Since panchromatic is the highest resolution imagery, sometimes you may want to use only panchromatic imagery by itself when trying to identify the type of vehicle or other small details.

Creating pansharpened images is simple in QGIS. Simply search for the “Pansharpening” tool in the search, normally in the lower left corner of your window:

Then select the correct panchromatic and multispectral layers and press “Run”. Panchromatic usually has a “P” or “PAN” in the name, and multispectral usually has “M” OR “MS” in the name.

You’ll end up with a new layer named “output” with your new pansharpened image.

Funny Looking Bushes: Finding Camouflaged Equipment

Militaries use green/olive drab colors on their equipment to help camouflage it from visual observation. However, satellites have a few advantages in detection of equipment.

First, SAR imagery isn’t confused by paint jobs, and can even see through some materials such as light foliage, tarps, or tents to detect vehicles within. SAR can still be confused by reflective materials, but if you’re searching with high-resolution SAR from Capella Space or ICEEYE, you’ll find enough detail to determine if an object is a vehicle you’re interested in.

For optical imagery we have the advantage of the infrared (IR) spectrum. IR energy reacts differently on paint/vehicles than on natural materials. Some camouflage nets are better suited to create an IR signature more similar to natural vegetation, but most vehicles are more obvious in the IR bands.

Let’s take a look at an example of vehicles under different optical bands. How many vehicles can you see?

How now, about when using different IR bands?

Back to the original

There are lots of things that can be seen in the IR spectrum, and this is just one example.

Simple Annotations in QGIS

There are a lot of very advanced ways to use QGIS to create amazing maps and other geospatial products. But for the easiest way to get the basics in place, use the View > Decorations menu options. From here you can easily add basic annotations like a scale bar, a north arrow, a title, and a copyright notice.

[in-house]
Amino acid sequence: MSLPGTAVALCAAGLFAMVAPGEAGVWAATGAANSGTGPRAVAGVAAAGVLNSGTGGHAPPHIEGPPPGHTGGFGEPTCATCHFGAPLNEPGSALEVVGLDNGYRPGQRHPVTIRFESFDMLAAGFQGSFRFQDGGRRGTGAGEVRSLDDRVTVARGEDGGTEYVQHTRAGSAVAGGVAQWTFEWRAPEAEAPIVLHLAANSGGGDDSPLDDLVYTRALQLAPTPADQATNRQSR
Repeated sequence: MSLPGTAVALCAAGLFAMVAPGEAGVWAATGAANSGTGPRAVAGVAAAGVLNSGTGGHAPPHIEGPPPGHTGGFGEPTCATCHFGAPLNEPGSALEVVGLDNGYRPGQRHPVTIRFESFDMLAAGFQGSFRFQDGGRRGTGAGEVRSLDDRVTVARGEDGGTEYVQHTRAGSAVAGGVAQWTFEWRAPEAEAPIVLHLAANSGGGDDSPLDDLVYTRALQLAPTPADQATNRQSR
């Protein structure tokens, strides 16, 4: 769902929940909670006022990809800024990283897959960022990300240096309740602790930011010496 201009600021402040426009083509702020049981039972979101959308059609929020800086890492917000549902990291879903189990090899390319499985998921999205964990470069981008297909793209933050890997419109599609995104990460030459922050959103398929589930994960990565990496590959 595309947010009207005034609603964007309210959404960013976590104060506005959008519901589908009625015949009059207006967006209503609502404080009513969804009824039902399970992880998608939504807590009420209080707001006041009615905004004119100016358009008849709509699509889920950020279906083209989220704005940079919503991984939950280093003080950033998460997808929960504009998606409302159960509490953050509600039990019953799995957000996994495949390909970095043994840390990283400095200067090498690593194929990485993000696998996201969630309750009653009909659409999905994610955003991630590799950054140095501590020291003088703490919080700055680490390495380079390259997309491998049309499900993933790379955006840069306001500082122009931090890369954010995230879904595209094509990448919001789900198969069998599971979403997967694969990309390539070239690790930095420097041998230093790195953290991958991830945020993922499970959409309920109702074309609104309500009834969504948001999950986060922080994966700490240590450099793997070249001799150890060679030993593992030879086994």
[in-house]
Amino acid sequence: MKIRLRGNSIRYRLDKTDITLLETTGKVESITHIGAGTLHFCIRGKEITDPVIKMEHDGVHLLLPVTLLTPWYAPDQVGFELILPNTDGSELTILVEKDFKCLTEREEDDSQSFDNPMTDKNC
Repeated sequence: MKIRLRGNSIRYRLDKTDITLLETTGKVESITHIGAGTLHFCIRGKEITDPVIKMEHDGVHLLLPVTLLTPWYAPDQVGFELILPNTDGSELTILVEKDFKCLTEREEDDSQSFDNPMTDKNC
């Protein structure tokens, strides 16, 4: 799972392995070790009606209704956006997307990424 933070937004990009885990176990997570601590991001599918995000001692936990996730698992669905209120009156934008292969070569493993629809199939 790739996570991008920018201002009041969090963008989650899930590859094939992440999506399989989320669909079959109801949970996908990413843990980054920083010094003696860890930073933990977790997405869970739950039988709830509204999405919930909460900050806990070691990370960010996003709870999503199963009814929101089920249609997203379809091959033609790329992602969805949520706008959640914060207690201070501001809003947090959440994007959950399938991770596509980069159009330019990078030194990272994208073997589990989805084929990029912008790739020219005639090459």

Exporting Images from QGIS

When you’re ready to share your work, you can use the File > Import/Export menu items to save a copy of your work in an easy-to-share format.

Some things to consider when exporting:

  • You can export GeoTIFF images for use in other tools.

  • Most licenses place limits on the exports you can make for publication.

    • Max resolution of products is typically limited to about 2048 pixels wide

    • Images must not be stretched beyond native resolution

    • Images must have conspicuous copyright notices in place

    • Images may not contain geospatial data (e.g. no JP2 or GeoTIFF exports)

Appendix: Getting raw data from SentinelHub

Many platforms simply give you a file or set of files to download and process. Sentinel Hub allows you to view and work with your imagery directly in the platform. Exporting the raw imagery is in a non-obvious location. You’ll need to do this if you want to process the raw data in a tool like QGIS.

  1. Visit https://apps.sentinel-hub.com/dashboard/#/tpdi (Login if needed)

You should see a list of recent orders

  1. Select the order you want to export.

  2. Click the download icon under “Actions” in the lower, right area in the Deliveries section.

  3. Here you can download individual files. More likely you’ll want to download all of them together as a single ZIP file.

  4. Click on the Archive tab at the top.

  5. You should now see the “Request Download” button. Click it.

  6. Wait 1-2 minutes, and click the refresh button. Your ZIP file will be available once processing is complete. Unzip this file and open it in QGIS or your favorite tool.